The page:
In our second installment of the basics of speaker placement and set up, we continue on the theme of bookshelf speakers and center channel speakers (see Part 1 here). For all you floorstanding speaker owners out there, don’t worry: future videos are going to cover the specifics of those types of products.
One of the things that we talked about in the last video was to try to get speakers mounted in a cabinet or a bookshelf as close to ear level as possible. But there’s always going to be some situations where you don’t have the luxury of doing that. In the case where you’ve got to have the speaker on a low shelf or the center channel on a low shelf in a cabinet, what you want to do is have the speaker tilted upward so that it is firing at ear level. One of the members of our forums actually tried this out on his center channel and found that he got an improvement in clarity when he made the change.
Note: If you purchase a VP100 or VP150, they can easily be flipped to accommodate angled placement. See this video
by Debbie Swinton. For VP160s or VP180s, Andrew’s comments apply.
Axiom center channels can actually be ordered to have the angled section on the bottom of the speaker instead of top, which will have the speaker naturally sitting up at an angle. If, however, you’ve already ordered your center channel and you’re changing your set up or installation, you can easily buy something like a rubber doorstop to help angle the speaker up. My brother-in-law actually uses hockey pucks for this which also works well.
Continue reading Speaker Placement Series Part 2 »
Today we’re going to start a series of videos that covers the basics of loudspeaker placement and set up, and it’s going to be heavily driven by your input and questions that you have. On our forums under the “What’s New” section, you’ll see a thread that I started a few days ago that asks for input on what questions that you want answered, no matter how simple: we really want to cover off topics that you’re interested in or wondering about. Please post any suggestions there, or in the comments below. (Note: please pardon the sound of the dust collector in the background – hazard of having our offices attached to our factory!)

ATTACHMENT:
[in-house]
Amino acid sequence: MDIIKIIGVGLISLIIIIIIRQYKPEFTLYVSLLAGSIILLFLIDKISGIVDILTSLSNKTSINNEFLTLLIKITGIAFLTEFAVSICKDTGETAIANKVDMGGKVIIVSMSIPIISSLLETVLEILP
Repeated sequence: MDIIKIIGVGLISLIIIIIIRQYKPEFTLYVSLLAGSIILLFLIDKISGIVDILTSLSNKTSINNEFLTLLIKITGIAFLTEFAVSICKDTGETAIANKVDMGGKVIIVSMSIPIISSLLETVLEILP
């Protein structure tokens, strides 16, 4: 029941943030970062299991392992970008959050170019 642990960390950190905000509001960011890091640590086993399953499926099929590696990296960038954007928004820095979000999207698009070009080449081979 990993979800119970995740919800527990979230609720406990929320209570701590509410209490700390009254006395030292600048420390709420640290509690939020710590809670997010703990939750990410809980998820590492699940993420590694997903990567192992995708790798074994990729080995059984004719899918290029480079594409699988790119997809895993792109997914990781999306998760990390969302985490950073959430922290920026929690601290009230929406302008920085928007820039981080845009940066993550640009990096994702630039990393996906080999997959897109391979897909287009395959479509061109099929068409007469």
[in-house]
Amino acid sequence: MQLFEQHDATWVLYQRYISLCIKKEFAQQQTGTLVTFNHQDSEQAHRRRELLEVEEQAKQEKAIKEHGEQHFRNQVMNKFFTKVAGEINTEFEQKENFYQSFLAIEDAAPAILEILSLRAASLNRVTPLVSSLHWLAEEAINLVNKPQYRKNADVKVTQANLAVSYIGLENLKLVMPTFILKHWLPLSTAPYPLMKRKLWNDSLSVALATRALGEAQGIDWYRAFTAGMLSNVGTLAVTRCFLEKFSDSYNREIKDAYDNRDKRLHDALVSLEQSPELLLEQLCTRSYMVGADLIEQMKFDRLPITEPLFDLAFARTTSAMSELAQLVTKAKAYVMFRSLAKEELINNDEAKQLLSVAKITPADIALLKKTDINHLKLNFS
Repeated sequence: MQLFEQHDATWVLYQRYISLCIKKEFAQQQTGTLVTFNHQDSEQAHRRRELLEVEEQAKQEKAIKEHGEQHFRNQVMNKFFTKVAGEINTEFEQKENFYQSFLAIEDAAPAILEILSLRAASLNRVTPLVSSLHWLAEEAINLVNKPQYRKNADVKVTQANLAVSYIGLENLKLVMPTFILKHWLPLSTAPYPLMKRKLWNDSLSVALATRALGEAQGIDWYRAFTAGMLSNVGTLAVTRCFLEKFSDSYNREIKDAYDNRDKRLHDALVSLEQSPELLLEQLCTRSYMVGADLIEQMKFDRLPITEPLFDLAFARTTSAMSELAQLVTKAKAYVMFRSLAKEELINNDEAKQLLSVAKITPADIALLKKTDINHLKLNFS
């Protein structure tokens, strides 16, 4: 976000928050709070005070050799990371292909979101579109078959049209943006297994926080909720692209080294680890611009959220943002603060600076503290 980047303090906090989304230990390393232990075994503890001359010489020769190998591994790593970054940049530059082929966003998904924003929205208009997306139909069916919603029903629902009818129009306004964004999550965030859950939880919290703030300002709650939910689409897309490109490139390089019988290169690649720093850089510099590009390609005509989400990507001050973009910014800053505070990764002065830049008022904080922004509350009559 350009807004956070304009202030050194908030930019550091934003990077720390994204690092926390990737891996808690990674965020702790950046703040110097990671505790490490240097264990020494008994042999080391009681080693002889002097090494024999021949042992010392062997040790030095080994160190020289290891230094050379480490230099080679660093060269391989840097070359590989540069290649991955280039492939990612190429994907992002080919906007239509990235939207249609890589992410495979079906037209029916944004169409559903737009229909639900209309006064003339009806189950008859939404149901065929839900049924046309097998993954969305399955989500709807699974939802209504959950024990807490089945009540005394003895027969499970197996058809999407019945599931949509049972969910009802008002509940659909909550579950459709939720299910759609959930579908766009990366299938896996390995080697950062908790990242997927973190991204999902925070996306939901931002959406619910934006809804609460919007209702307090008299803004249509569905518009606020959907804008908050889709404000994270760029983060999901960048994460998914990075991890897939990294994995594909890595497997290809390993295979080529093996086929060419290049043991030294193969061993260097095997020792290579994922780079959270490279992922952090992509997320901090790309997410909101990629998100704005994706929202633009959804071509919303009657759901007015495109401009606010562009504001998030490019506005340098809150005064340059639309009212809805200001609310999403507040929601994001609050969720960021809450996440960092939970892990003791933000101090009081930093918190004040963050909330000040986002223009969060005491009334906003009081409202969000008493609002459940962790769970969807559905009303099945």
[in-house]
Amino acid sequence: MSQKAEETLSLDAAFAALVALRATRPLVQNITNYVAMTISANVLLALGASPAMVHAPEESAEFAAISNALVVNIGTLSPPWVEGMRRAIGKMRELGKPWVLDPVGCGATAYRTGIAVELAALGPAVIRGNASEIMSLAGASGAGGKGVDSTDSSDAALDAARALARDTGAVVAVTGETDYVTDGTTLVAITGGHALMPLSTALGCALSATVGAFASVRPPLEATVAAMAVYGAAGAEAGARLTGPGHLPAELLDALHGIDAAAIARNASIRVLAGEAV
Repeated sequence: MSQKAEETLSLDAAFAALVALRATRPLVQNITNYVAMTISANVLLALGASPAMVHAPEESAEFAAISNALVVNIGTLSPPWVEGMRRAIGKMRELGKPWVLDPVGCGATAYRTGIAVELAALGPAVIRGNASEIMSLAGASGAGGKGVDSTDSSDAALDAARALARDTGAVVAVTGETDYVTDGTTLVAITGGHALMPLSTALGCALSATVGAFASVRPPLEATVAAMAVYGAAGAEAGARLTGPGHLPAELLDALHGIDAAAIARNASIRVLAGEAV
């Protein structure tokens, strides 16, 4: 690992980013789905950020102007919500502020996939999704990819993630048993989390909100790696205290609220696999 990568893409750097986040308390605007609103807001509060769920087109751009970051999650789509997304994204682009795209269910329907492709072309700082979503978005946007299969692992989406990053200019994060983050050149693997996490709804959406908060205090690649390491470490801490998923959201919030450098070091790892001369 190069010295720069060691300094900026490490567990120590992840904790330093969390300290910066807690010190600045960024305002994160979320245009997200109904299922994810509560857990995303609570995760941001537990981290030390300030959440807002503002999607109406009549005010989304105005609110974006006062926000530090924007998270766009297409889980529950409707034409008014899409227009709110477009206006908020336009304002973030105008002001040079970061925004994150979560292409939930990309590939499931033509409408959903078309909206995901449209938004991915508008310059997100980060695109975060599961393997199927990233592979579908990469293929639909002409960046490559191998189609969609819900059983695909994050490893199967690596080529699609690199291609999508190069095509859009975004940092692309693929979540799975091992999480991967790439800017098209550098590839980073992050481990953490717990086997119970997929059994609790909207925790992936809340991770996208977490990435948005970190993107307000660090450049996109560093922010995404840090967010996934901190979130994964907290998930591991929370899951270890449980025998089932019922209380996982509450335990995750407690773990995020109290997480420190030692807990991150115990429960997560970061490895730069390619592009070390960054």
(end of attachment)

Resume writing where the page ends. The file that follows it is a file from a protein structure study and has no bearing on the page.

Today we’re going to start off with some basics of bookshelves and center channels. One of the biggest mistakes people make when they place a bookshelf speaker or center channel on a shelf is that they bury them in the cabinet. A lot of times this is for aesthetic reasons, but acoustically it’s pretty much one of the worst things that you can do.
What will happen with a speaker even an inch or two behind the front edge of the shelf, it will create reflections that will muffle the sound or destroy the image. You’ll get a very colored sound quality from your center channel or your bookshelf speaker.
What you want to do is make sure the speaker is sitting as flush as possible or proud of the front edge of the shelf in the cabinet. This will give you far better acoustic performance.
Continue reading Speaker Placement Series Part 1 »
On Wall M3 Speakers pictured in our Real Wood Rosewood Finish
If you’re considering on wall speakers to go with your flat-screen plasma or LCD display, you may be wondering if there are any special placement considerations you need to take into account, or if they can go just about anywhere.
I spoke to Audio Expert Brent Tombari to find out what he recommends.
“Many people pair on wall speakers with large 40 or 60-inch displays. My recommendation is to mount the speakers as closely as possible to the edges of the screen in order to fill the screen area with sound.” Log in
Continue reading Placing On Wall Speakers »
Q. I own a set of M80′s and have had no problems with speaker placement. Why is it I see some people on the message boards (most don’t even own M80′s) say that these speakers are so hard to place? When asked “Where did you hear this,” they say that Alan has said so. If this is true, why would they be any harder to place than any of the other speakers that Axiom offers?
A. I’m delighted you’ve had no speaker placement problems. Readers sometimes repeat what I’ve said without mentioning the context in which I made the remarks. Log in
Continue reading Speaker Placement: Are the M80 Floorstanding Speakers Hard to Place? »